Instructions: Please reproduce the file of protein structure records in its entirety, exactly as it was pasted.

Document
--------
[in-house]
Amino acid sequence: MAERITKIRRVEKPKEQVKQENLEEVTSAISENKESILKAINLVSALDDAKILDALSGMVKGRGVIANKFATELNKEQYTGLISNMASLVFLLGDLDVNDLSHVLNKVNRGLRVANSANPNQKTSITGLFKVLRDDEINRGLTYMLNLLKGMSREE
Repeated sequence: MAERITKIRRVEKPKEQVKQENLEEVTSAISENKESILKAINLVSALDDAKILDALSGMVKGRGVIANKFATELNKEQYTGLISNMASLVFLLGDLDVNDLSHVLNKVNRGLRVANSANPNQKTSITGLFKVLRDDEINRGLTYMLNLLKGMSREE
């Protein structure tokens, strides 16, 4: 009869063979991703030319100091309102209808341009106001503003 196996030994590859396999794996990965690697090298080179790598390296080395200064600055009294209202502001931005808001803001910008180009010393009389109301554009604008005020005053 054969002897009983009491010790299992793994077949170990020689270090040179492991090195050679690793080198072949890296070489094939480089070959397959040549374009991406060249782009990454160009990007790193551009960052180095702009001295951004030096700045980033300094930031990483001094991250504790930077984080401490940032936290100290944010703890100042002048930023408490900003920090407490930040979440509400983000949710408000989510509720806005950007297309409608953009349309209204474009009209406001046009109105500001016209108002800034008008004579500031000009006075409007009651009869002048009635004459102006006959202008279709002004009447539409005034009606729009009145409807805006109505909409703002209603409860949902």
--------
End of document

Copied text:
[in-house]
Amino acid sequence: MAERITKIRRVEKPKEQVKQENLEEVTSAISENKESILKAINLVSALDDAKILDALSGMVKGRGVIANKFATELNKEQYTGLISNMASLVFLLGDLDVNDLSHVLNKVNRGLRVANSANPNQKTSITGLFKVLRDDEINRGLTYMLNLLKGMSREE
Repeated sequence: MAERITKIRRVEKPKEQVKQENLEEVTSAISENKESILKAINLVSALDDAKILDALSGMVKGRGVIANKFATELNKEQYTGLISNMASLVFLLGDLDVNDLSHVLNKVNRGLRVANSANPNQKTSITGLFKVLRDDEINRGLTYMLNLLKGMSREE
């Protein structure tokens, strides 16, 4: 009869063979991703030319100091309102209808341009106001503003 196996030994590859396999794996990965690697090298080179790598390296080395200064600055009294209202502001931005808001803001910008180009010393009389109301554009604008005020005053 054969002897009983009491010790299992793994077949170990020689270090040179492991090195050679690793080198072949890296070489094939480089070959397959040549374009991406060249782009990454160009990007790193551009960052180095702009001295951004030096700045980033300094930031990483001094991250504790930077984080401490940032936290100290944010703890100042002048930023408490900003920090407490930040979440509400983000949710408000989510509720806005950007297309409608953009349309209204474009009209406001046009109105500001016209108002800034008008004579500031000009006075409007009651009869002048009635004459102006006959202008279709002004009447539409005034009606729009009145409807805006109505909409703002209603409860949902």